"There are at the present time two great nations in the world, which started from different points, but seem to tend towards the same end. I allude to the Russians and the Americans . . . . The Anglo-American relies upon personal interest to accomplish his ends and gives free scope to the unguided strength and common sense of the people; the Russian centers all the authority of society in a single arm. The principal instrument of the former is freedom; of the latter, servitude. Their starting-point is different and their courses are not the same; yet each of them seems marked out by the will of Heaven to sway the destinies of half the globe.''
--Alexis de Tocqueville,
Democracy in America
Can that really have been the first time a NATO secretary-general has addressed the Congress of the United States? This week? In April 2019? Never before a Lord Ismay, a Joseph Luns? Maybe the U.S. should apologize for not inviting one sooner.
And now we get to dust off the "Whither NATO?" editorial, also known as Old Standby No. 115. We keep it in the back of the file, between No. 114 ("Unfunded Mandates") and No. 116 ("Beware Big Brother").
We used to make fun of "Whither NATO?" at editorial conventions. But in the last few years, the darned thing has become a serious question and concern. The current president of the United States and commander-in-chief of its armed forces has publicly chided the alliance, and in his vulgar way, even insulted allies.
And it might have done some good.
This week, Secretary-General Jens Stoltenberg made the papers when he appeared before Congress, complete with Mike Pence and Nancy Pelosi sitting behind him on stage. He said the craziest thing: "NATO allies must spend more on defense. This has been the clear message from President Trump, and this message is having a real impact."
Tweaking the United States has been good politics in Europe at least since 1945. Our diplomats can be very diplomatic, and usually don't offend in turn. But what to do when an American president talks like a New Yorker?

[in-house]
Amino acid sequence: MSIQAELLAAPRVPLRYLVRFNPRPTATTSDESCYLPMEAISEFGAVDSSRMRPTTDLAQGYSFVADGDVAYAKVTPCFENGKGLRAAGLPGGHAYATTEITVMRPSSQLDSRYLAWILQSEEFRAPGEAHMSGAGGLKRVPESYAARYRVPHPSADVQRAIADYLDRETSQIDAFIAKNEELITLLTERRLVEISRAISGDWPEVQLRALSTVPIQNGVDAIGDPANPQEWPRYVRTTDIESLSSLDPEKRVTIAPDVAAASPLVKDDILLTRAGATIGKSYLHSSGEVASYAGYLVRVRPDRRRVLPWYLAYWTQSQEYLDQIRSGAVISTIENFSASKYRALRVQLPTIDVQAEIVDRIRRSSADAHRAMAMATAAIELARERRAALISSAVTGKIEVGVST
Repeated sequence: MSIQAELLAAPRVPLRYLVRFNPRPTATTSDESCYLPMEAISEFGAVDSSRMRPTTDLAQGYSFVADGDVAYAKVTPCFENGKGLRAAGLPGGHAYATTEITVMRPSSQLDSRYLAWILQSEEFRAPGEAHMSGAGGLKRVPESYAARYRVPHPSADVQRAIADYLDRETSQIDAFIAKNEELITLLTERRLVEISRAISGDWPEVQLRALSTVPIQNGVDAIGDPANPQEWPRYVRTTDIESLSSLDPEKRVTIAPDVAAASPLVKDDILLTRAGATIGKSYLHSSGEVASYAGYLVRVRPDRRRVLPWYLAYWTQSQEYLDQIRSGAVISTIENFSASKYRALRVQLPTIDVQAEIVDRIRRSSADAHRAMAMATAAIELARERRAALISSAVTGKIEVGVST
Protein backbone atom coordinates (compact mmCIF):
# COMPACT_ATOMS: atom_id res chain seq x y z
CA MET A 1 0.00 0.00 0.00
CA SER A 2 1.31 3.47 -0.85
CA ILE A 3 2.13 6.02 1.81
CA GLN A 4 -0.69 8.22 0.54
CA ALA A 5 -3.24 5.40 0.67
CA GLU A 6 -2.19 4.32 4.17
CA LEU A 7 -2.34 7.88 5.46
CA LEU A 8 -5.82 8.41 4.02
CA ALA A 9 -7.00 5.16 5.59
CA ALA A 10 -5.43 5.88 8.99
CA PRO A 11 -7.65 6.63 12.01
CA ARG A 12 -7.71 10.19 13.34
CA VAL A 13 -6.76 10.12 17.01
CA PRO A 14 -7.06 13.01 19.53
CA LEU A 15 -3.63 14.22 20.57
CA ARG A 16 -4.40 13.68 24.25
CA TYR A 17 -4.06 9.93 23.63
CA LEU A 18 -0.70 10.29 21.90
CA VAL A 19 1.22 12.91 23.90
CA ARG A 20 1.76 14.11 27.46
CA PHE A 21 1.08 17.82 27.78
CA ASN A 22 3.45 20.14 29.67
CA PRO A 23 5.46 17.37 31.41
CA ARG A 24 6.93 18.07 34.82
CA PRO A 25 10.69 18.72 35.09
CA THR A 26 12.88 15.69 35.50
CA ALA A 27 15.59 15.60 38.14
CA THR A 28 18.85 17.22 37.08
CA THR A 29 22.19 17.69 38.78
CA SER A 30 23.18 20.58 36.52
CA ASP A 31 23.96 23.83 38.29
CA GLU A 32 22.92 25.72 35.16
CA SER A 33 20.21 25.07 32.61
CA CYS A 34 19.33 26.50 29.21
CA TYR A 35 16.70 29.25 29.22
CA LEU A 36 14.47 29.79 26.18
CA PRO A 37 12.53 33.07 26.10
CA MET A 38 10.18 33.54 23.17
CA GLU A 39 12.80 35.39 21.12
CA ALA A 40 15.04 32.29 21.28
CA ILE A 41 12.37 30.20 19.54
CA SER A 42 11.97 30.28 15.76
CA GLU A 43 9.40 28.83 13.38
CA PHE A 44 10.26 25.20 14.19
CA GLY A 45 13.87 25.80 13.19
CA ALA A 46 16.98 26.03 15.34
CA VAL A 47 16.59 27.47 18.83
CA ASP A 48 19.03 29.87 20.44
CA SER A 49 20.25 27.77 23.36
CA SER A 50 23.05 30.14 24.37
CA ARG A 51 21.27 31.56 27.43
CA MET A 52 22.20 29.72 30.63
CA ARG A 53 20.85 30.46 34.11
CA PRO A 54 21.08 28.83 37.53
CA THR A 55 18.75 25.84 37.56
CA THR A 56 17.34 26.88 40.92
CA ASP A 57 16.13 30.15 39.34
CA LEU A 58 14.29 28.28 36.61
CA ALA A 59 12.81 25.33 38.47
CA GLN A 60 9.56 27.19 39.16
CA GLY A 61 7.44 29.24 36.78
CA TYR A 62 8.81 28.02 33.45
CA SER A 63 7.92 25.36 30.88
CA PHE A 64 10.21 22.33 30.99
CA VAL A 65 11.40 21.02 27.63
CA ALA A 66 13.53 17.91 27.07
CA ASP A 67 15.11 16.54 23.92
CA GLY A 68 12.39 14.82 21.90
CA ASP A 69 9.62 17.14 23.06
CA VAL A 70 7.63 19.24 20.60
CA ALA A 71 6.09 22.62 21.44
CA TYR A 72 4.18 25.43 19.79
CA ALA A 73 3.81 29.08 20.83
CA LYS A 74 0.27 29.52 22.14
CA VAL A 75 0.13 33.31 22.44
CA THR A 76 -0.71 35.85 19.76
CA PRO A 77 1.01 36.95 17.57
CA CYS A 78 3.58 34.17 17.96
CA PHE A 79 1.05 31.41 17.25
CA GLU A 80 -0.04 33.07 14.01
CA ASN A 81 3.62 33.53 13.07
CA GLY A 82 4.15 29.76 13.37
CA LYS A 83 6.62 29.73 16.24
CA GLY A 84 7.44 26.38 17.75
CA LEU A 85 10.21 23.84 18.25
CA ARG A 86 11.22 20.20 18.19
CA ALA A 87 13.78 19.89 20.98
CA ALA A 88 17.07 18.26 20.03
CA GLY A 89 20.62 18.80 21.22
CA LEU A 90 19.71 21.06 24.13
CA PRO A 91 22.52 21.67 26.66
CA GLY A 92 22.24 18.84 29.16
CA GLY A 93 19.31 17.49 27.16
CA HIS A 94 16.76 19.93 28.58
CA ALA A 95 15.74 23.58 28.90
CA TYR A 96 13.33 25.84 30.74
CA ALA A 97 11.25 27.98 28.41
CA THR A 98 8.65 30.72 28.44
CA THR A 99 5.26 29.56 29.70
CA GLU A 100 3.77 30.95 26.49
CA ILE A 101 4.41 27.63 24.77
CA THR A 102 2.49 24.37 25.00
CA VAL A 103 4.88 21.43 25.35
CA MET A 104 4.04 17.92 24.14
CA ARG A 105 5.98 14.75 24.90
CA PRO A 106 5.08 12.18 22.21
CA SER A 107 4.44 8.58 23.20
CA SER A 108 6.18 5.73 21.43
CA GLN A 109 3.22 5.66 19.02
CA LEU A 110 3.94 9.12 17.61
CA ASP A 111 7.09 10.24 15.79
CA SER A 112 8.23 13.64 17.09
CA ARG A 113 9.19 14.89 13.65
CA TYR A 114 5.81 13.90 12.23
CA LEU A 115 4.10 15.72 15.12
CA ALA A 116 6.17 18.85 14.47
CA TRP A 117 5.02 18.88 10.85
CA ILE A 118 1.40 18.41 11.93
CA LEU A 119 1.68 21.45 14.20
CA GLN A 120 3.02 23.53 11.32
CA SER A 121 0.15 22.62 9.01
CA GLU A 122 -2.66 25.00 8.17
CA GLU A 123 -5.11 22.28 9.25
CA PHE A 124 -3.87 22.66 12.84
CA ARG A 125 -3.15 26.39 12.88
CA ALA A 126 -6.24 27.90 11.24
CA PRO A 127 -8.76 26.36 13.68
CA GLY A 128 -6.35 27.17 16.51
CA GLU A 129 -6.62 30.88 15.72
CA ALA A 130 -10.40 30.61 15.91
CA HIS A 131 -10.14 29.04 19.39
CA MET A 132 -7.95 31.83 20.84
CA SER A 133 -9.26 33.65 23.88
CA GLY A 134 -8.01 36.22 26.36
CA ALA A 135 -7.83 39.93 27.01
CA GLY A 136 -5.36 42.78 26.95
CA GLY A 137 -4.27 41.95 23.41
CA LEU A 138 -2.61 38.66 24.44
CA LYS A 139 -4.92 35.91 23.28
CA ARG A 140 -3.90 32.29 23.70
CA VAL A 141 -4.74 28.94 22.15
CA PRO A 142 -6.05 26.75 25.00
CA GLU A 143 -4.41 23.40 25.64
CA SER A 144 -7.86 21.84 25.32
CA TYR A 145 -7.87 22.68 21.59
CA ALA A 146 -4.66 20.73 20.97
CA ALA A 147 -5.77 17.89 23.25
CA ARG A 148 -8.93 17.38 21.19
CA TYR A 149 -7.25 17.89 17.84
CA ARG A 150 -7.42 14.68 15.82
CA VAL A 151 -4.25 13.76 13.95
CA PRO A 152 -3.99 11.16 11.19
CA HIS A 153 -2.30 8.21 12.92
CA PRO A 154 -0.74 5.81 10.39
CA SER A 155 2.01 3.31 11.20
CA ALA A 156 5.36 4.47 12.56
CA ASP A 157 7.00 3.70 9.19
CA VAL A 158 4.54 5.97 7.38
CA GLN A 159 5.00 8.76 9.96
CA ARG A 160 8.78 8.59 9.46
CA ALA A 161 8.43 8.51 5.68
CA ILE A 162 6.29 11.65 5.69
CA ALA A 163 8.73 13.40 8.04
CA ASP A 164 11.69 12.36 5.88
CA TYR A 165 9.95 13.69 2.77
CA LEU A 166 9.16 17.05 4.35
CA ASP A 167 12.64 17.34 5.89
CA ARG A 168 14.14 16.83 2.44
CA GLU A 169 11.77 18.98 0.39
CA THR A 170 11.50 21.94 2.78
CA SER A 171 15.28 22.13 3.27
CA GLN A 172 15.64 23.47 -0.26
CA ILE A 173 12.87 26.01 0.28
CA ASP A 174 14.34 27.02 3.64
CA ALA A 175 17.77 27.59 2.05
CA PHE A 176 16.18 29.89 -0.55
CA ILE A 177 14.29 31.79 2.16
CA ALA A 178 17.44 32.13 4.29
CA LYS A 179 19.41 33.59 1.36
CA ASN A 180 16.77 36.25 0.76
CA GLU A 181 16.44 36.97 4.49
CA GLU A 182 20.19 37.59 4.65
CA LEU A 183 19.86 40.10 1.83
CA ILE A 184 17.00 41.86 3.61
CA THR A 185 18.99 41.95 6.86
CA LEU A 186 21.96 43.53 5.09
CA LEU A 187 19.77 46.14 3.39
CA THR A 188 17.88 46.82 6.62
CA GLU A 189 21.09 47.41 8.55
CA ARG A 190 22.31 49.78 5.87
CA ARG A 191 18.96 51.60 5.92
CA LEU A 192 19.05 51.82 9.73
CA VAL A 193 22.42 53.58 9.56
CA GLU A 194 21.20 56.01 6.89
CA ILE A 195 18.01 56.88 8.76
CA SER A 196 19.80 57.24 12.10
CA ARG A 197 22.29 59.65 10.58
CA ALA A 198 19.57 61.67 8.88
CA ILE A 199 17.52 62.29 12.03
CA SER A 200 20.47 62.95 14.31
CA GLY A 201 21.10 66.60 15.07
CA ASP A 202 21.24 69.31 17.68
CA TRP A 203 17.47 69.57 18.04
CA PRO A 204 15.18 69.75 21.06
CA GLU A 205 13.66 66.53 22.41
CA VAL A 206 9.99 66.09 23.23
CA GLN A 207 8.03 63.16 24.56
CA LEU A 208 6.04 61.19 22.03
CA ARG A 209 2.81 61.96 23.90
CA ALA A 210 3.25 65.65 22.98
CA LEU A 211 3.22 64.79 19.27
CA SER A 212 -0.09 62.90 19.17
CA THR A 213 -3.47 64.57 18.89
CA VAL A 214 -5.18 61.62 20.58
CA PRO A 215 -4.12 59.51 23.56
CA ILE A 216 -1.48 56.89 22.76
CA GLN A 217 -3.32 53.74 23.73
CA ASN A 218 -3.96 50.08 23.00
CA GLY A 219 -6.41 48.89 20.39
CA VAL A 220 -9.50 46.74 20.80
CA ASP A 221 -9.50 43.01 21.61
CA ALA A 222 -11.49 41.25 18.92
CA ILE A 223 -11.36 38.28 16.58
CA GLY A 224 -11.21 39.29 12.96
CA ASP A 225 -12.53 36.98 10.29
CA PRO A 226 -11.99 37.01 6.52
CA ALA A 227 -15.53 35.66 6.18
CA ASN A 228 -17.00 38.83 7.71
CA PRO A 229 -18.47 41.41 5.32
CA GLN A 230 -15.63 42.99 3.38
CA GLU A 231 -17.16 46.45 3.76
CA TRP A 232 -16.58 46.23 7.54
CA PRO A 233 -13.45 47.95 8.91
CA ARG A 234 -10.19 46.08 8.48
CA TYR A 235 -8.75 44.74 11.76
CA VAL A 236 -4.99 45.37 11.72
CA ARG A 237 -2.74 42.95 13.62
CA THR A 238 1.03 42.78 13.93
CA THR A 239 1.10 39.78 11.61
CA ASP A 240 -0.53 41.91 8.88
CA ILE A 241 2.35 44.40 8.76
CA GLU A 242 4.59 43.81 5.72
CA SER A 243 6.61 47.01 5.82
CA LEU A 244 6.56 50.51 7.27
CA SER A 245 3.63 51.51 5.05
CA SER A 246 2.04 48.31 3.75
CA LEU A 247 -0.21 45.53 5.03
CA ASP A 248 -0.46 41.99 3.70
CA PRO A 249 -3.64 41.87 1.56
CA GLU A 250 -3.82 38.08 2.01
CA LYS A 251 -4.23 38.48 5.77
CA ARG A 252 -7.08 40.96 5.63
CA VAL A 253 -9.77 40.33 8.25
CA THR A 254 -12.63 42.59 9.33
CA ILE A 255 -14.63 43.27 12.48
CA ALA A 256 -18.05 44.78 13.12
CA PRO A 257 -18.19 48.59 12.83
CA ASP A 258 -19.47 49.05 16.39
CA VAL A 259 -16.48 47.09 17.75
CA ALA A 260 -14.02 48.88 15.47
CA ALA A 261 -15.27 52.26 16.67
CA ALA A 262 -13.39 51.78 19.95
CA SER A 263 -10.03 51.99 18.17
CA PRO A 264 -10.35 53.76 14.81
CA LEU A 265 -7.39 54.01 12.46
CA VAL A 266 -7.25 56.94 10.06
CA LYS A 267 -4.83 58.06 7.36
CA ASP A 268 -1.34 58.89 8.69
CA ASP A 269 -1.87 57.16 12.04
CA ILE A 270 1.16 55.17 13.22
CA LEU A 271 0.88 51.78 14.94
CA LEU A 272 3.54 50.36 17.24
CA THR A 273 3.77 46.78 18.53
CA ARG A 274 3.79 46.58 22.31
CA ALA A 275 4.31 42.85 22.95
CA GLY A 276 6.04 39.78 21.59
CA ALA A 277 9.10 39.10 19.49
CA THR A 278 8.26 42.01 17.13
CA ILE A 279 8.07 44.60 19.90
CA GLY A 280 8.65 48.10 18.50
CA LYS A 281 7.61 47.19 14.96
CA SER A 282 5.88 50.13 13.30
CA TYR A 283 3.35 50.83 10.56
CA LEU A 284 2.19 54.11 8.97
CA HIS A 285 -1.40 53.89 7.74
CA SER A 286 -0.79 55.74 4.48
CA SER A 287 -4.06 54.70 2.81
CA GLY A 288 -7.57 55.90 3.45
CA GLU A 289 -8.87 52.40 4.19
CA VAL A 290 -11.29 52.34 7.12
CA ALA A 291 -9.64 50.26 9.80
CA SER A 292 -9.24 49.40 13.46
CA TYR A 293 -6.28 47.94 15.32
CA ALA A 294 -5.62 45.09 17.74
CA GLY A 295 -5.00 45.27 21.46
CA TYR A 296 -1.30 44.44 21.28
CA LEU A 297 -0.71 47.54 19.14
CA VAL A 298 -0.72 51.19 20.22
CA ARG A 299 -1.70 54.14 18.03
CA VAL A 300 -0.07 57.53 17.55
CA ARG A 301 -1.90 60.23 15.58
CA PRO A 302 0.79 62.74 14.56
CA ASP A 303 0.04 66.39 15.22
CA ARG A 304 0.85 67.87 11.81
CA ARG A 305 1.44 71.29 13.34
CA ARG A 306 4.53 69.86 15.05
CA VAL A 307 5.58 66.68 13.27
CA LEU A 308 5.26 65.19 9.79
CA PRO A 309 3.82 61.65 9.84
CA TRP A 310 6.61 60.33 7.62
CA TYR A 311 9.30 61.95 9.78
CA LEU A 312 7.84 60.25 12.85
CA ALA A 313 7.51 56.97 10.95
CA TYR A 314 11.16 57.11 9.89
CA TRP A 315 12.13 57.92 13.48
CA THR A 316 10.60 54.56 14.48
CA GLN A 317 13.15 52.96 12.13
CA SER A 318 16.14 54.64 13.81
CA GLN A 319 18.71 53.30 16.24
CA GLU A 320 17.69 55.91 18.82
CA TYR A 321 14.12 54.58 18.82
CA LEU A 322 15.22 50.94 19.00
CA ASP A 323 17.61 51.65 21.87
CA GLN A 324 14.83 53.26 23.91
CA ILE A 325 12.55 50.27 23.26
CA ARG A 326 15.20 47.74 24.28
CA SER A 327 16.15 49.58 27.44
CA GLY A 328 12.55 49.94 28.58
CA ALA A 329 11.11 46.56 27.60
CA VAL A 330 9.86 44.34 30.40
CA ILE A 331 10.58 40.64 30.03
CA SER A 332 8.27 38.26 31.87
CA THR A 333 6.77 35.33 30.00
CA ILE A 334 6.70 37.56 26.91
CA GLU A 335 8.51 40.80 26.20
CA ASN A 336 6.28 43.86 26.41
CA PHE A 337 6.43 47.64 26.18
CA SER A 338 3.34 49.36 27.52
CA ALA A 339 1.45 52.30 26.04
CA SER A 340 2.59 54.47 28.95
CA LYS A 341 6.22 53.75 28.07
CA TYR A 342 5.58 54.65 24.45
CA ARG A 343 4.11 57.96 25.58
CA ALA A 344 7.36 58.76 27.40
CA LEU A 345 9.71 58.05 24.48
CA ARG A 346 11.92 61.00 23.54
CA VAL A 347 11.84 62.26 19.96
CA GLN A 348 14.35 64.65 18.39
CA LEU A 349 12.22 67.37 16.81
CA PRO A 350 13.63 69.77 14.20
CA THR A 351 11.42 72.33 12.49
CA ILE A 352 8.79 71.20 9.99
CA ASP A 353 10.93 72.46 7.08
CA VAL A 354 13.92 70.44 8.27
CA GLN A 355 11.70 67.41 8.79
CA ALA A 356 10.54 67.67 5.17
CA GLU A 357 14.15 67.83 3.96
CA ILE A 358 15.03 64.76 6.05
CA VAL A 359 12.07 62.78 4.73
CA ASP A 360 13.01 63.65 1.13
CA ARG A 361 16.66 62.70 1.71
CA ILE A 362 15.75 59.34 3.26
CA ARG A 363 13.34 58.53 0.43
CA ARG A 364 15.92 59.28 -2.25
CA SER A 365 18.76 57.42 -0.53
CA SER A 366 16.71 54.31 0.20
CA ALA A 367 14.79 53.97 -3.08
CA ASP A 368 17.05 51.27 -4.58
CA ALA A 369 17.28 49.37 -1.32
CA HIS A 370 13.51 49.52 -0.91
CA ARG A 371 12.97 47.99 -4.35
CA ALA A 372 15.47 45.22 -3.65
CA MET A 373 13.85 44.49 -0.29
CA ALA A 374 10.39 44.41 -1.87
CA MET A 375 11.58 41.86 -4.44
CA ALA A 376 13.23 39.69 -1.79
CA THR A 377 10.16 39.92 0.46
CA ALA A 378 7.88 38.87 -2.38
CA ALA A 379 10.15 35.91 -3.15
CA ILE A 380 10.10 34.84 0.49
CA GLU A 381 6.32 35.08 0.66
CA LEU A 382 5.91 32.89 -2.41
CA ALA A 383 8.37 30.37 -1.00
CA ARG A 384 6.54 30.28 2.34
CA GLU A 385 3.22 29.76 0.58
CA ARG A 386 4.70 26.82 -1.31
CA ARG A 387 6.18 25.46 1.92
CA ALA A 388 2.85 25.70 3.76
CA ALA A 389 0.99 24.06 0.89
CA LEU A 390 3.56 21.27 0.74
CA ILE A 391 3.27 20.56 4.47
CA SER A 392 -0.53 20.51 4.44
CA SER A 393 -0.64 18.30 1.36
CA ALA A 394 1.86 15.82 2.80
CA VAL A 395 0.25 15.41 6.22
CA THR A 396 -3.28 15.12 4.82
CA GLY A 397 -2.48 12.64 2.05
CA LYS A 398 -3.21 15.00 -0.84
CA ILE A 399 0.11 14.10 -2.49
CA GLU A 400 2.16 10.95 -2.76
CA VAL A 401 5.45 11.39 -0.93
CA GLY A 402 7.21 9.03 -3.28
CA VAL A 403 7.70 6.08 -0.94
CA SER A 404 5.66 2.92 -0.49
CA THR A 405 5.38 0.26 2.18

Every American administration since the end of the Cold War has "demanded" that NATO members pay their fair share, usually 2 percent of their gross domestic product, on defense. The United States, it should be noted, spends 3.4 percent. The countries closest to a resurging Russia actually meet their goals. But 2 percent of Estonia's budget isn't going to keep the bear at bay.
Demands, which have sounded more like polite suggestions, even pleadings, haven't been heeded. In past administrations, they've been fairly ignored.
As of last summer, Forbes magazine reported that the United States, the United Kingdom (there will always be an England!), Poland, Greece and Estonia are the only members of the alliance to reach the 2 percent target. Germany, the big dog in central Europe, spends only 1.2 percent, and has drawn more of the ire from Donald Trump. Spain spends less than 1 percent, as does Belgium.
It's another stumper for those trying to understand the inner workings of Donald Trump's mind: If he's such a fan of Russian president Vlad the Impaler and admires that country as much as he admits publicly, then why is he pushing to strengthen an alliance put together to interfere with its expansion? Talk about riddles, mysteries and enigmas.
A lot of folks forget the second half of that thought by Winston Churchill. This was the complete line: "I cannot forecast to you the action of Russia. It is a riddle wrapped in a mystery inside an enigma, but perhaps there is a key. That key is Russian national interest."
The Russians will probe, they will instigate, they will test. But a strong NATO continues to show them that their interests would be sorely abused if Vladimir Vladimirovich Putin over-steps in the wrong place. The president of the United States might be confusing and overly blunt, but his message to NATO countries is right: Get to 2 percent. Some of us pro-NATO types are glad to see its leaders taking those steps.
For the wages of weakness is death. The Europeans, of all people, should know that.
Editorial on 04/05/2019
Print Headline: The spirit of freedom